Environmental Quality of the Pensacola Bay System – Introduction
In 2016, Dr. Mike Lewis (U.S. EPA), Taylor Kirschenfeld (Escambia County Division of Water Quality and Land Management), and Traci Goodhart (West Florida Regional Planning Council) published an EPA document (EPA/600/R-16/169) entitled Environmental Quality of the Pensacola Bay System: Retrospective Review for Future Resource Management and Rehabilitation. This 145 page technical report is an excellent review of all the work that has occurred in the Pensacola Bay System; what we know and what we do not know.
Florida Sea Grant will break this document down into smaller fact sheets to assist the county residents within the Pensacola Bay System (PBS) watershed to better understand the information within. We will take the information and re-write in a format that uses shorter comments and bullet points. We begin with a simple introduction to the PBS.
The Pensacola Bay System
Bodies of water within this system include
- Pensacola Bay
- Escambia bay
- East Bay
- Blackwater Bay
- Big Lagoon – not typically included but does connect the PBS to the Perdido system
- Santa Rosa Sound
Portions of Big Lagoon, Santa Rosa Sound, and Blackwater Bay are classified as Florida Outstanding Waters, providing the highest form of protection offered by the state of Florida.
According to a 1998 Florida Department of Environmental Protection (FDEP) report – Blackwater Bay is the most threatened within the system. A paper in 2000 considered Escambia Bay as a priority site for conservation.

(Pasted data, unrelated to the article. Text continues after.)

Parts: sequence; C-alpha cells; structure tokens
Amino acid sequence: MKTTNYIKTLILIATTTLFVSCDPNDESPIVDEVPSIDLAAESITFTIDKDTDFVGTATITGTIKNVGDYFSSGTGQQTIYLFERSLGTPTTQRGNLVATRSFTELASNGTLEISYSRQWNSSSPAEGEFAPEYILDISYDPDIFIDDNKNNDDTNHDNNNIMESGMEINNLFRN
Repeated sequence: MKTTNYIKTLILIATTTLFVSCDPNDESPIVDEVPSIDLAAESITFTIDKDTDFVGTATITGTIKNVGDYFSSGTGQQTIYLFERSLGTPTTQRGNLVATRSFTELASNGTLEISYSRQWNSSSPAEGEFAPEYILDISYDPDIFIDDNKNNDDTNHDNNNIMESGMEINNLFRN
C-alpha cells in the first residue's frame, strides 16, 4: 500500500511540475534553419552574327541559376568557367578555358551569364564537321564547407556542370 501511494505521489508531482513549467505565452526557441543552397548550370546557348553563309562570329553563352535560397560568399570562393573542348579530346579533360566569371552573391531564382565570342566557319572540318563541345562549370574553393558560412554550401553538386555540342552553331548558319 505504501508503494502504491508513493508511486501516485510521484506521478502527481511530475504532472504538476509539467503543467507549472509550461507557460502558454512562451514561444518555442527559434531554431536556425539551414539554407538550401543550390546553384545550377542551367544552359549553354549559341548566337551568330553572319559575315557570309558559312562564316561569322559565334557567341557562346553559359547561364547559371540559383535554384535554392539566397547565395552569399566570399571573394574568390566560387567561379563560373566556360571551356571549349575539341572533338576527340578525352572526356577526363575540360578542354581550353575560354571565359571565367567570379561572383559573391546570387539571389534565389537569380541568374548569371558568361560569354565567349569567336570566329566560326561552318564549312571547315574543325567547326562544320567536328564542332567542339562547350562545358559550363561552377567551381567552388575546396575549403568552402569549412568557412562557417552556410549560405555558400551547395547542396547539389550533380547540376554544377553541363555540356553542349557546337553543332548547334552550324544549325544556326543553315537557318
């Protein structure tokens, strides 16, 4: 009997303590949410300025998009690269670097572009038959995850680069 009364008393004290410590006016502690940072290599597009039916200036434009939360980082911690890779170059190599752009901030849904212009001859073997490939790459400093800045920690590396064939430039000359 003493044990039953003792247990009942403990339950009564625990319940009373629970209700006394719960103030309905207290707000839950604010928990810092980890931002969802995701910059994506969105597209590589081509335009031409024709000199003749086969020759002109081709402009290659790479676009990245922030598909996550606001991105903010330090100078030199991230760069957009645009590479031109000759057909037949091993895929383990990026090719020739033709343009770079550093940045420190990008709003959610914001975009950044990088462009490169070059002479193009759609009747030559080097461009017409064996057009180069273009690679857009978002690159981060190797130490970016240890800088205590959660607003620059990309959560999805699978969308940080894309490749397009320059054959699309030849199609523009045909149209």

The PBS is the 4th largest estuarine system in Florida
- Surface area – 373 km3
- 889 km of coastline
- Flushing time has been reported as little as 8 days and as many as 200 days
- Human population increased 500% from 1950 to 2000
- Human population is expected to increase 20% in Escambia County and 64% in Santa Rosa County between now and 2020.
Environmental problems within the PBS began as early as 1900
- Decline in fisheries and an increase in fish kills between 1950 and 1970
- 98% reduction in shrimp harvest between 1968 and 1971
- 1990’s smaller fish kills continued in the local bayous due primarily to hypoxia
- Many of the estuarine habitats have been degraded, fragmented, or destroyed due to human growth
- A 2010 reported stated that the PBS is one of the lowest in biological quality (in terms of fish and invertebrate biomass) when compared to several other Florida estuaries.
- A 2005 EPA report scored 16% of the PBS in good condition, 68% in fair, and 16% in poor condition.
Much has been done to rectify problems but much is still left to do.
Next post will focus on the biodiversity within the bay.